Reno’s Galena High School special education teacher Justin Jervinis required 1-to-1 assistance and wasn’t supposed to be able to learn, socialize or complete a master’s degree when he was diagnosed with pervasive developmental disorder.
Now he helps other special education students, is happily married, has children of his own and works to keep his students from hurting themselves and others.
But he worries Nevada’s educational system is on “the brink of peril” without a greater investment in its teachers, he testified Wednesday.
“I want to emphasize how important it is for you all to help public school educators of all roles due to the lack of investment in our educational system,” he said.
Nevada’s Assembly Committee on Ways and Means and Senate Committee on Finance’s joint subcommittees on K-12, higher education and capital improvement projects held the Legislature’s first school budget hearing Wednesday, discussing the Pupil Centered Funding Plan.
Union representatives and educators sought additional support as Superintendent of Public Instruction Jhone Ebert defined what it means to ensure equity versus equality for student population groups.
The Nevada State Educators Association, through it’s “Time for 20” campaign, is seeking a 20% pay increase for teachers and a minimum of $20 per hour for classified workers. According to the Commission on School Funding, it would cost the state about $650 million.
NSEA President Dawn Etcheverry summarized Gov. Joe Lombardo’s recommendations with a $2 billion budget in new funding appropriated to education and representing a $2,000 investment per pupil outlined in his State of the State address on Jan. 23. Etcheverry said despite the promise to increase the dollar amounts for classrooms, this does nothing to solve educator vacancies schools statewide are experiencing.
“NSEA has been calling on Nevada’s elected leaders,” she said. “We have pointed to significant resources available.”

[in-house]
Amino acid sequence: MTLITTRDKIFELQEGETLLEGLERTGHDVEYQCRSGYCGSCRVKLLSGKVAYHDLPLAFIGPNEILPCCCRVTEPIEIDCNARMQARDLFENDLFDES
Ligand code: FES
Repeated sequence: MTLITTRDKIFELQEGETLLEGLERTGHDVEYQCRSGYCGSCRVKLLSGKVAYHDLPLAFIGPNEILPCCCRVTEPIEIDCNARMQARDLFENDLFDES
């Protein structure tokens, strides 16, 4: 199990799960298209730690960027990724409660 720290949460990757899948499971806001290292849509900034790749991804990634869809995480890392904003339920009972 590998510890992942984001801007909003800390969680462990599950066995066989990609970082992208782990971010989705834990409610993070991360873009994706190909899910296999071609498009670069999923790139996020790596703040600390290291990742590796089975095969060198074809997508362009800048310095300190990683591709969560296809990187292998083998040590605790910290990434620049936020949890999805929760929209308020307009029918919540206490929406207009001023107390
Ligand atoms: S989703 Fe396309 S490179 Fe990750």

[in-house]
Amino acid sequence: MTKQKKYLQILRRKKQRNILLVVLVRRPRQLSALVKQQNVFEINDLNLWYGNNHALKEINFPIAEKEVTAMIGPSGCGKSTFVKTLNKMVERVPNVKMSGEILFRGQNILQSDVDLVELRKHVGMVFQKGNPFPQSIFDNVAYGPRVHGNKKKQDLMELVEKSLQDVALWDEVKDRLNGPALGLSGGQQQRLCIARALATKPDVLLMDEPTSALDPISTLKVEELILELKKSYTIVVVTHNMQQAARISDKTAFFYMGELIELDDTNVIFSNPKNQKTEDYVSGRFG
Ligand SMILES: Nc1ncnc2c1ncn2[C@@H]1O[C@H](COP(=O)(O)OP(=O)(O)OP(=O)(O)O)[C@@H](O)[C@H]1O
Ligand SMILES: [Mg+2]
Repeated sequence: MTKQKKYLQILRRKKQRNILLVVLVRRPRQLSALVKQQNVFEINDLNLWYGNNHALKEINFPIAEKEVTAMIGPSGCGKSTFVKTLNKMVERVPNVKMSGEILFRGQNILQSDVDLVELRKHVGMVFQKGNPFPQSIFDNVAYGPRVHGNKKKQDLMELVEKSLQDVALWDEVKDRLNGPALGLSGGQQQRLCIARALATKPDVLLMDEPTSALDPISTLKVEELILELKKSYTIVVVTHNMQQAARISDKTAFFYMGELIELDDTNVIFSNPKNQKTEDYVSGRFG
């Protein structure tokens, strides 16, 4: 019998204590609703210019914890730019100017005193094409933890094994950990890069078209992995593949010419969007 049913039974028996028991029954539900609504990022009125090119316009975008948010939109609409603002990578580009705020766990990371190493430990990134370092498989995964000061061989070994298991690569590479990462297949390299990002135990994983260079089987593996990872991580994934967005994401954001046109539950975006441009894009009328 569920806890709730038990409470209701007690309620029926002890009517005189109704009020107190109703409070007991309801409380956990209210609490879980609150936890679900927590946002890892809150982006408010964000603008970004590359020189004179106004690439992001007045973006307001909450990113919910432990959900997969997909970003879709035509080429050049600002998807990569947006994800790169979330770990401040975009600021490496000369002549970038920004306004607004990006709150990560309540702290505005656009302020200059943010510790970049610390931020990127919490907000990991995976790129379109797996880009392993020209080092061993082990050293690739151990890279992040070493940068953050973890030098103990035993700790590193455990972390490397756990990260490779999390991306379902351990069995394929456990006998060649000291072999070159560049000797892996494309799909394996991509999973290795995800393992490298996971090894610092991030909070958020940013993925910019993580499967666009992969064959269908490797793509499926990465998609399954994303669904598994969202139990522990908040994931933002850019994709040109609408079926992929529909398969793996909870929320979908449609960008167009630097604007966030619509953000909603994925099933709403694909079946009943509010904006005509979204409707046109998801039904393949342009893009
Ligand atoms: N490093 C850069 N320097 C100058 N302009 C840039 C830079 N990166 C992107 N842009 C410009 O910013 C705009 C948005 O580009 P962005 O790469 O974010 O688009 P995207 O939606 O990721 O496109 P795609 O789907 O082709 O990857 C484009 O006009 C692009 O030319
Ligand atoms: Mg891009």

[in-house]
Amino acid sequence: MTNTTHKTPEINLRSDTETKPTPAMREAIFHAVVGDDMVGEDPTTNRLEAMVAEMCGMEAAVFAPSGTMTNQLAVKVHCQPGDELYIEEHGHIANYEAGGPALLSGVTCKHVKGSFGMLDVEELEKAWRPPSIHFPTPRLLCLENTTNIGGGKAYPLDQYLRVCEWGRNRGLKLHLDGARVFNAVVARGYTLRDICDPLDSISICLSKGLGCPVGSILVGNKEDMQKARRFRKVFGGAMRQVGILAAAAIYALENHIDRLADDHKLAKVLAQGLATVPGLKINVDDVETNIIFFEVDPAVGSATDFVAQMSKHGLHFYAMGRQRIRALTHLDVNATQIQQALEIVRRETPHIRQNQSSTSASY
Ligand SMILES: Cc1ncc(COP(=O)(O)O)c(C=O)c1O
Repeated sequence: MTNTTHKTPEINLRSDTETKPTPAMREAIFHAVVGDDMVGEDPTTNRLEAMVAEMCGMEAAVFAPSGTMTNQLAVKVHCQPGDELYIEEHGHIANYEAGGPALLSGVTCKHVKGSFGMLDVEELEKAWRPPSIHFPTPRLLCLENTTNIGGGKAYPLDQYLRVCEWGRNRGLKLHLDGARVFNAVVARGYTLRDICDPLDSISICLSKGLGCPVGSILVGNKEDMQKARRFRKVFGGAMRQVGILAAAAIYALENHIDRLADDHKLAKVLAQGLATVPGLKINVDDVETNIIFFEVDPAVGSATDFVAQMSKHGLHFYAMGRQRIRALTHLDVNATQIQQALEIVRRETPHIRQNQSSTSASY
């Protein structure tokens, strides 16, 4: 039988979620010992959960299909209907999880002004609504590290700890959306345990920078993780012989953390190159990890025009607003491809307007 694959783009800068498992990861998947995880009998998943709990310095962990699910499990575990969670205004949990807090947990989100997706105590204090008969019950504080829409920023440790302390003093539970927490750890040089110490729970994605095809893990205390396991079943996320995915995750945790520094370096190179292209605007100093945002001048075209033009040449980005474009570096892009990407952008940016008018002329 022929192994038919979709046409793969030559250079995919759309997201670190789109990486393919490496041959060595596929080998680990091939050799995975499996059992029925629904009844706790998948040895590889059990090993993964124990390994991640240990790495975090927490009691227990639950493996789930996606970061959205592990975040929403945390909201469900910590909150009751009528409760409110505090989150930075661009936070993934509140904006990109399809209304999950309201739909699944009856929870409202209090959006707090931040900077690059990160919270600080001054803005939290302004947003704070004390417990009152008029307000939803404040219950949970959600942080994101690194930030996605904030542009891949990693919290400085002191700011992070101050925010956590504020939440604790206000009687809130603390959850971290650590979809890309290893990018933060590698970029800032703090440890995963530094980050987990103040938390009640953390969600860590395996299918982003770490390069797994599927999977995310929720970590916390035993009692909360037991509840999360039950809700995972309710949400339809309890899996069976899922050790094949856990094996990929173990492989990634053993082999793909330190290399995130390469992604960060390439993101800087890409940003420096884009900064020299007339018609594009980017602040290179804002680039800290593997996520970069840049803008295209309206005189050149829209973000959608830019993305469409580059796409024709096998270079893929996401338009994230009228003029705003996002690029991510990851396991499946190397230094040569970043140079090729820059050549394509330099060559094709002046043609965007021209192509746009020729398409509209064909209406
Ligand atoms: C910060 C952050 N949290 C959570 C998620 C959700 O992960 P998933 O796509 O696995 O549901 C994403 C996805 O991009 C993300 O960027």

Lawmakers received the latest information on educator shortages, discussed impacts on special education and at-risk groups and heard teachers’ concerns about improving the state’s educational needs through Nevada’s funding formula.
The Pupil Centered Funding Plan, a revenue-driven model, combines Nevada’s various funding sources – including the local school support tax, government services tax, general fund appropriation, marijuana taxes, property tax, room tax and other income – and breaks the pool into four tiers: school operations, local special education, per-pupil base funding and weighted funding.
State Deputy Superintendent of Business and Support Services Megan Peterson, who provided a brief overview of the tiers, said the estimated per-pupil amount for fiscal year 2024 is $8,613, an amount expected to increase to $9,039 for fiscal year 2025. Figures are multiplied by projected enrollments per district, which in total comes out to $4.3 billion for 2025.
In Carson City, with its expected enrollment of 7,309, for example, total statewide base funding would be approximately $66,067,349.
Clark County, with 301,806 students, would receive the largest portion, approximately $2.7 billion, and Washoe County, with 61,450 students, would get about $555 million.
Legislators asked about enrollment trends, causes leading families to consider alternatives to public education and options for teachers in rural communities struggling for funding against the state’s more populous districts.
Sen. Dina Neal, D-North Las Vegas, asked how districts define their performance metrics and expressed her problems with the “dollar serving the child.”
Ebert had previously stated any increases in funding should result in a “different classroom” going from $1,600 per pupil to $4,300 per student if the proposed budget is approved.
“We say we drive dollars to the classroom, but we don’t examine what the performance is in the classroom for those students,” Neal said. “We say, ‘Hey, this is for the classroom, this is for ELL (English Language Learners), but we already know that work is not happening. … We’ve used the tagline, ‘The dollar follows the child,’ but that doesn’t mean, ‘Serve the child,’ and that is the issue and that is the problem.
“So you can be at-risk in Black, you can be at-risk in Hawaiian, and that child is not being served at the same equal level,” Neal said.
During public comment, teachers argued their children who had studied to become teachers were ready to leave the state, seek employment elsewhere or discussed their current situation in their classrooms.
Emilee Riggin, a Carson High School English teacher, said her classes are crowded and struggle with basic literacy skills, while CHS drama and English teacher Darby Beckwith shared how she was raised to value education by parents who taught themselves.
“I have seen firsthand how teaching can be an incredibly rewarding career path,” Beckwith said. “Unfortunately, it no longer seems to be a sustainable one. Nevada schools are in a crisis. … Our students need to know they deserve more than they are currently being provided for.”
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